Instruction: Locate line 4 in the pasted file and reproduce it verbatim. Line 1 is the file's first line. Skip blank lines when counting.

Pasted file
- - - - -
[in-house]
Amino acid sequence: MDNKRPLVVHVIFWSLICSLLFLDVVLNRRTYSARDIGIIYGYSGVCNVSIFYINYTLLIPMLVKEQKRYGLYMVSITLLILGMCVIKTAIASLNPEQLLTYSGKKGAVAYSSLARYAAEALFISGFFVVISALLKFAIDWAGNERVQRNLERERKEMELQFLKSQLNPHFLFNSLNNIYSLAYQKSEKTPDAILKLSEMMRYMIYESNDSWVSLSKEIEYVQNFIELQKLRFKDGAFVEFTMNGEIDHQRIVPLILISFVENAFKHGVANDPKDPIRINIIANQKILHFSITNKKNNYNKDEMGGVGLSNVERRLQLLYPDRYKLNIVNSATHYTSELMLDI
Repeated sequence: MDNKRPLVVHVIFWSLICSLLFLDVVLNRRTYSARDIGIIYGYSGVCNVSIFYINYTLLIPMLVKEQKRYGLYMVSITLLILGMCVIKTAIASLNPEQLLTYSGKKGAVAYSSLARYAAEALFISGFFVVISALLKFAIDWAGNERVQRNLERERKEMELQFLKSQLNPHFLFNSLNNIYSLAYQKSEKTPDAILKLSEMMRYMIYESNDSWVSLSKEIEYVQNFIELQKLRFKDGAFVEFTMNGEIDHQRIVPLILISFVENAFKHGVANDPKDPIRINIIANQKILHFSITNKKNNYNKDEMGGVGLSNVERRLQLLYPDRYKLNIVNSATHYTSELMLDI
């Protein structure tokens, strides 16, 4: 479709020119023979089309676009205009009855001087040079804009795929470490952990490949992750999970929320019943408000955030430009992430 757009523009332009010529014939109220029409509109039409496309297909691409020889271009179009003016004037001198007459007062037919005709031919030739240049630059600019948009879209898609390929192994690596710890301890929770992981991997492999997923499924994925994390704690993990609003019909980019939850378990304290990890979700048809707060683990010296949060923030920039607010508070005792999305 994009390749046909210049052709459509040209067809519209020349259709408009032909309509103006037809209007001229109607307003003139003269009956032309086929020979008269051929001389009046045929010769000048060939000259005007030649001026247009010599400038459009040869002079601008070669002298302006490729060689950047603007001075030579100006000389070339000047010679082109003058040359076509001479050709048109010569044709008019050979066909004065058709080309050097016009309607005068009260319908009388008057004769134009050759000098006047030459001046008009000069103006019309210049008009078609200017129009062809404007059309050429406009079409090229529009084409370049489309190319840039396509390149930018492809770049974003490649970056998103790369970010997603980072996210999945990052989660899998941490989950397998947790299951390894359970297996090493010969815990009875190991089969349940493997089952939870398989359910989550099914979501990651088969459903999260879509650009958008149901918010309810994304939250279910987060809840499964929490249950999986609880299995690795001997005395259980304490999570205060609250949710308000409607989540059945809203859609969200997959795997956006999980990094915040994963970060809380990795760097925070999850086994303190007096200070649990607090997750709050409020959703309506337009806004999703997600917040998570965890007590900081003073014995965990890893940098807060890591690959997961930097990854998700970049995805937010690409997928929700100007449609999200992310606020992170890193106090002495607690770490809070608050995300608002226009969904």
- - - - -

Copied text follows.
């Protein structure tokens, strides 16, 4: 479709020119023979089309676009205009009855001087040079804009795929470490952990490949992750999970929320019943408000955030430009992430 757009523009332009010529014939109220029409509109039409496309297909691409020889271009179009003016004037001198007459007062037919005709031919030739240049630059600019948009879209898609390929192994690596710890301890929770992981991997492999997923499924994925994390704690993990609003019909980019939850378990304290990890979700048809707060683990010296949060923030920039607010508070005792999305 994009390749046909210049052709459509040209067809519209020349259709408009032909309509103006037809209007001229109607307003003139003269009956032309086929020979008269051929001389009046045929010769000048060939000259005007030649001026247009010599400038459009040869002079601008070669002298302006490729060689950047603007001075030579100006000389070339000047010679082109003058040359076509001479050709048109010569044709008019050979066909004065058709080309050097016009309607005068009260319908009388008057004769134009050759000098006047030459001046008009000069103006019309210049008009078609200017129009062809404007059309050429406009079409090229529009084409370049489309190319840039396509390149930018492809770049974003490649970056998103790369970010997603980072996210999945990052989660899998941490989950397998947790299951390894359970297996090493010969815990009875190991089969349940493997089952939870398989359910989550099914979501990651088969459903999260879509650009958008149901918010309810994304939250279910987060809840499964929490249950999986609880299995690795001997005395259980304490999570205060609250949710308000409607989540059945809203859609969200997959795997956006999980990094915040994963970060809380990795760097925070999850086994303190007096200070649990607090997750709050409020959703309506337009806004999703997600917040998570965890007590900081003073014995965990890893940098807060890591690959997961930097990854998700970049995805937010690409997928929700100007449609999200992310606020992170890193106090002495607690770490809070608050995300608002226009969904």